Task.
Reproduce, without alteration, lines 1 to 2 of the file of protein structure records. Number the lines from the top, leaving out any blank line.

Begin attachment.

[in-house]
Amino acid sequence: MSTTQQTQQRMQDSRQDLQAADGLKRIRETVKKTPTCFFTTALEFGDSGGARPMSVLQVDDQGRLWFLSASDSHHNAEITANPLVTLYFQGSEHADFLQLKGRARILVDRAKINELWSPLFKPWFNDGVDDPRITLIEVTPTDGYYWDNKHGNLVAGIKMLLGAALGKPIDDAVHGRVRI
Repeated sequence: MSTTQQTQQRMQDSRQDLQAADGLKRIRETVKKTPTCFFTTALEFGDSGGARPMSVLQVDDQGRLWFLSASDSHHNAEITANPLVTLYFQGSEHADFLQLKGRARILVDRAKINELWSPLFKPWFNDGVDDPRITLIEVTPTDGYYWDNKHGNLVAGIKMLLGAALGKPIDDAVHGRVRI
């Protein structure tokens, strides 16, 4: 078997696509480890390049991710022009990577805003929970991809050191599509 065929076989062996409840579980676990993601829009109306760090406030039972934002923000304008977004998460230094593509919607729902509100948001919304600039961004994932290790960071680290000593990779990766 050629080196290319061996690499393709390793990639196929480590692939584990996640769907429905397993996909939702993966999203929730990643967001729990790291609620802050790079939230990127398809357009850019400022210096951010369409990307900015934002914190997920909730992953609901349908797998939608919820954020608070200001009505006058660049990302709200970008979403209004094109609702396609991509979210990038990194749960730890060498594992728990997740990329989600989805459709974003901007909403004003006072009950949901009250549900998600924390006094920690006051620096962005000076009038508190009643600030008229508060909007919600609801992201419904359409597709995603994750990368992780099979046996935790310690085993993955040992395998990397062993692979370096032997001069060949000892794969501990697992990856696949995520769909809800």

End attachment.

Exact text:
[in-house]
Amino acid sequence: MSTTQQTQQRMQDSRQDLQAADGLKRIRETVKKTPTCFFTTALEFGDSGGARPMSVLQVDDQGRLWFLSASDSHHNAEITANPLVTLYFQGSEHADFLQLKGRARILVDRAKINELWSPLFKPWFNDGVDDPRITLIEVTPTDGYYWDNKHGNLVAGIKMLLGAALGKPIDDAVHGRVRI